Ville Pietil and Mikko Mttnen. 2009. Creation of Dirac monopoles in spinor
BoseEinstein condensates. Physical Review Letters, volume 103, number 3,
030401, 4 pages.
2009 American Physical Society (APS)
Reprinted by permission of American Physical Society.
Creation of Dirac Monopoles in Spinor BoseEinstein Condensates
Ville Pietila
1,2
and Mikko Mottonen
1,2,3
1
Department of Applied Physics/COMP, Helsinki University of Technology, P.O. Box 5100, FI02015 TKK, Finland
2
Australian Research Council, Centre of Excellence for Quantum Computer Technology, The University of New South Wales,
Sydney 2052, Australia
3
Low Temperature Laboratory, Helsinki University of Technology, P.O. Box 3500, FI02015 TKK, Finland
(Received 18 March 2009; published 13 July 2009)
We demonstrate theoretically that, by using external magnetic elds, one can imprint pointlike
topological defects on the spin texture of a dilute BoseEinstein condensate. The symmetries of the
condensate order parameter render this topological defect to be accompanied with a vortex lament
corresponding to the Dirac string of a magnetic monopole. The vorticity in the condensate coincides with
the magnetic eld of a magnetic monopole, providing an ideal analogue to the monopole studied by Dirac.
DOI: 10.1103/PhysRevLett.103.030401 PACS numbers: 03.75.Lm, 03.75.Mn
The existence of particles with a nonzero magnetic
charge, that is, magnetic monopoles, has far reaching
implications for the laws of quantum mechanics, theories
of elementary particles, and cosmology [13]. However,
experimental evidence of magnetic monopoles as funda
mental constituents of matter is still absent, and hence
there is great incentive to search corresponding congura
tions in experimentally more tractable systems. Several
aspects of monopoles have been investigated in the context
of liquid crystals [4], the anomalous quantumHall effect
[5], exotic spin systems [6], and topological insulators [7].
Yet, an experimental realization of a magnetic monopole as
an emergent particle or any analogy of the Dirac monopole
[1] is still lacking. One of the candidate systems has been
superuid
3
He [811], but to date there are no direct
experimental observations of such topological excitations.
Dilute BoseEinstein condensates (BECs) of alkali
atoms with a hyperne spin degree of freedom combine
magnetic and superuid order and share many features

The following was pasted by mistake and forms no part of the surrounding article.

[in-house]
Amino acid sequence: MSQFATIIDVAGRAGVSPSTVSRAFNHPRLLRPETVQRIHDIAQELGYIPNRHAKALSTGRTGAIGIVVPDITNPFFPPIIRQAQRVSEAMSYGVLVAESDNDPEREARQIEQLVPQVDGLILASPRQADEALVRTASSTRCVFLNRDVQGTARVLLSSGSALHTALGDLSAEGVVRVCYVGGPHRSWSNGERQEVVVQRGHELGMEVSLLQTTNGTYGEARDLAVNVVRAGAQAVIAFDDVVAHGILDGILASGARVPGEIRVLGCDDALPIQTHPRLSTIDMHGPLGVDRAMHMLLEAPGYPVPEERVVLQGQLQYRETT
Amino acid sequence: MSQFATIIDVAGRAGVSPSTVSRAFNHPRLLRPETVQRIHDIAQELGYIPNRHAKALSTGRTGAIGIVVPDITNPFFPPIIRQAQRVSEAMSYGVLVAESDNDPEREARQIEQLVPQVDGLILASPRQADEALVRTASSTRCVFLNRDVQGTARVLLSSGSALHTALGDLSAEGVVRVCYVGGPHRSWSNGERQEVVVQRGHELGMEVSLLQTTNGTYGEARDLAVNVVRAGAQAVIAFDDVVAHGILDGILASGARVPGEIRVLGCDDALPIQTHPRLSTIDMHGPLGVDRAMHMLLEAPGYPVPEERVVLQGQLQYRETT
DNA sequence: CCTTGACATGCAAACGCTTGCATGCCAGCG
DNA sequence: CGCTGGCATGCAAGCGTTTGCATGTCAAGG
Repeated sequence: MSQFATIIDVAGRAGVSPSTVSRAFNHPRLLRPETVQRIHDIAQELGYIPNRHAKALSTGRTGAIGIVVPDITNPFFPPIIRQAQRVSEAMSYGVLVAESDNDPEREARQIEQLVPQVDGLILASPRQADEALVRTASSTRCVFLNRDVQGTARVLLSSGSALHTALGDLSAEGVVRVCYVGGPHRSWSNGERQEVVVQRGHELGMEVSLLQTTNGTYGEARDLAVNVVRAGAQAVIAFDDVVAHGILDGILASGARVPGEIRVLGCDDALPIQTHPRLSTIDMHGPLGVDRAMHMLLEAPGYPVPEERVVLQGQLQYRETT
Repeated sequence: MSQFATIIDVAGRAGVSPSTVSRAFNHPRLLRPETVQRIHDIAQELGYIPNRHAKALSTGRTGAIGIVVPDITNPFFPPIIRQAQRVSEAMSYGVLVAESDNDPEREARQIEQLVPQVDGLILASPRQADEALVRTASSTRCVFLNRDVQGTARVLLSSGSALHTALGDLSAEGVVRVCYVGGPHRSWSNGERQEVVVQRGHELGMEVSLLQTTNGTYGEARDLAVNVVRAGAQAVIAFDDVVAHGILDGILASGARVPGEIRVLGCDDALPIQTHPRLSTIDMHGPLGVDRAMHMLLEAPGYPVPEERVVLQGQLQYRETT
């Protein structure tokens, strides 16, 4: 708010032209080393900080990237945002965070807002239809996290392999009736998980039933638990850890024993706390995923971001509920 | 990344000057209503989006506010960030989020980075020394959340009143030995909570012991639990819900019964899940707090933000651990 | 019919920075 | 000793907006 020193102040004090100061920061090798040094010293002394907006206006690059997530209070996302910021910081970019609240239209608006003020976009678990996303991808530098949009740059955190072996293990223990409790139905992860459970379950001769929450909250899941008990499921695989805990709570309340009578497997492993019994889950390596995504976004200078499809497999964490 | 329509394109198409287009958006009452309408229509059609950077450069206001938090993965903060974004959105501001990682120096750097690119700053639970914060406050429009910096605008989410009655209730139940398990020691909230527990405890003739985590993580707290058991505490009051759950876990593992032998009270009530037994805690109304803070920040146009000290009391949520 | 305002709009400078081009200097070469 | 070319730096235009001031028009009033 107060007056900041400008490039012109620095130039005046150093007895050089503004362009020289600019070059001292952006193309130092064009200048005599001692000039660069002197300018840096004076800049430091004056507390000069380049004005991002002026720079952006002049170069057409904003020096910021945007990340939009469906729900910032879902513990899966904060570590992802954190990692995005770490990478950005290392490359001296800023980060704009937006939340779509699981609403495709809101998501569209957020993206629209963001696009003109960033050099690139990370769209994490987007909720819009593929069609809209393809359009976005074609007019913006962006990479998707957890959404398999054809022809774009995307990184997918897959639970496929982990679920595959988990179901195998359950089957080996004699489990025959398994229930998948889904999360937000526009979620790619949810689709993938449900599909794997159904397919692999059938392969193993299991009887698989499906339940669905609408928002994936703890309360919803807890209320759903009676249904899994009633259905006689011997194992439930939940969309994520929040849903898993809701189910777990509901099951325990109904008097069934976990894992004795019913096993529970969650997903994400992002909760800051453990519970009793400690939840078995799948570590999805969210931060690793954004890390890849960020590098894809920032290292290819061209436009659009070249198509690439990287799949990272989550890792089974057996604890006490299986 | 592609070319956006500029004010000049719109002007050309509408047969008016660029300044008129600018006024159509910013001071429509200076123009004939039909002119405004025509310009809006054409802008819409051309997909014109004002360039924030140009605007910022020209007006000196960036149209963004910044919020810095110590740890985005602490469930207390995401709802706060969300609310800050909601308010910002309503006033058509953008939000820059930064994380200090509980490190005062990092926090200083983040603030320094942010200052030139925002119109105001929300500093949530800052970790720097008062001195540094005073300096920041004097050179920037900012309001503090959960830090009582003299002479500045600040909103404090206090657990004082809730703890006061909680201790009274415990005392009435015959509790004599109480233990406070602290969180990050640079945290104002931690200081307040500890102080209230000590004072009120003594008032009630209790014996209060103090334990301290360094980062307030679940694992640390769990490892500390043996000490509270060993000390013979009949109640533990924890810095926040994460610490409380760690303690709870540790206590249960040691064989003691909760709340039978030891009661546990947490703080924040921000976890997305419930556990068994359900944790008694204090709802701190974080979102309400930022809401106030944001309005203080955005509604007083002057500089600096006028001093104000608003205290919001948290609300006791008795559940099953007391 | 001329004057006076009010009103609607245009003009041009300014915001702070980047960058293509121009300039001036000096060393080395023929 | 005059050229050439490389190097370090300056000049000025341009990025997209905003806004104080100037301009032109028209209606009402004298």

with the superuid
3
He [1114]. The order parameter
describing such systems is typically invariant under global
symmetries that forma nonAbelian group. Monopoles and
other textures can occur if this symmetry is spontaneously
broken. Alternatively, lightinduced gauge potentials can
provide a realization of a magnetic monopole [15,16]. In
the simplest case of a spin1 condensate, a variety of
different topological defects such as monopoles [17], non
trivial textures [18], and, in particular, analogies to the
Dirac monopole [19] have been investigated. In the related
twocomponent condensates, Skyrmions have been widely
studied [20]. An experimental realization of any of these
topological states still remains a milestone in the eld of
cold atoms.
In this Letter, we consider a spin1 BEC which in the
absence of external magnetic elds has two phases: a
ferromagnetic and an antiferromagnetic (polar) phase
[13]. In the presence of a strong enough external magnetic
eld, the spin of the condensate aligns with the local eld,
and the condensate order parameter corresponds to the
ferromagnetic phase. By modifying the external eld adia
batically, multiquantum vortices can be imprinted into the
condensate [21]. The method we employ here utilizes the
same ideology in this respect, but due to the nontrivial
threedimensional structure of the magnetic eld we are
able to create a pointlike defect to the spin texture of the
condensate giving rise to a vorticity equivalent to the
magnetic eld of a magnetic monopole.
Let us assume rst that the hyperne spin of the con
densate aligns with an external magnetic eld which is a
combination of two quadrupole elds and a homogeneous
bias eld
B(r, i) B
/
1
(x ^ x +y ^ y) +B
/
2
z ^ z +B
0
(i)
^
b, (1)
where Maxwells equations impose the condition 2B
/
1
+
B
/
2
0. The direction of the bias eld is determined by the
unit vector
^
b. Such a combination of quadrupole elds is
produced by, e.g., a crossing pair of Helmholtz coils, and it
has recently been shown to generate knotlike textures in
antiferromagnetic BECs [18]. The point where the external
magnetic eld vanishes is the center of a monopole defect
in the spin texture S

F, given by the condensate
order parameter (c
1
, c
0
, c
1
)
T
and the spin1 ma
trices F (F
x
, F
y
, F
z
). This monopole can be charac
terized by the charge [19]
Q
1
8r
Z
J
2
a

s
]k
s
olc
^ s
o
]
^ s
l
k
^ s
c
, (2)
where ^ s S,}S}, the integral is taken over a surface
enclosing the defect, and the LeviCivita symbol is denoted
by s
n
. For the magnetic eld in Eq. (1), the charge of the
spin texture becomes Q 1. A schematic illustration of
two possible textures is shown in Fig. 1.
For the ferromagnetic order parameter manifold, the
second homotopy group is trivial, and isolated monopole
defects are not allowed. Thus the monopole defect in the
spin texture is associated with a vortex lament extending
outwards fromthe monopole giving rise to a physical Dirac
string [1,19]. Since the monopole is located at the zero of
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00319007,09,103(3),030401(4) 0304011 2009 The American Physical Society
the magnetic eld, adjusting the bias eld B
0
(i) moves the
monopole along the axis given by
^
b. In particular, the
monopole can be brought in from outside of the condensate
by ramping down adiabatically an initially large bias eld.
The superuid velocity can be dened as v
s
@[

\[,m, where
g
_
[, g is the density of parti
cles, and m is the mass of the constituent atoms [13,19,22].
For simplicity, we rst assume that
^
b ^ z and dene new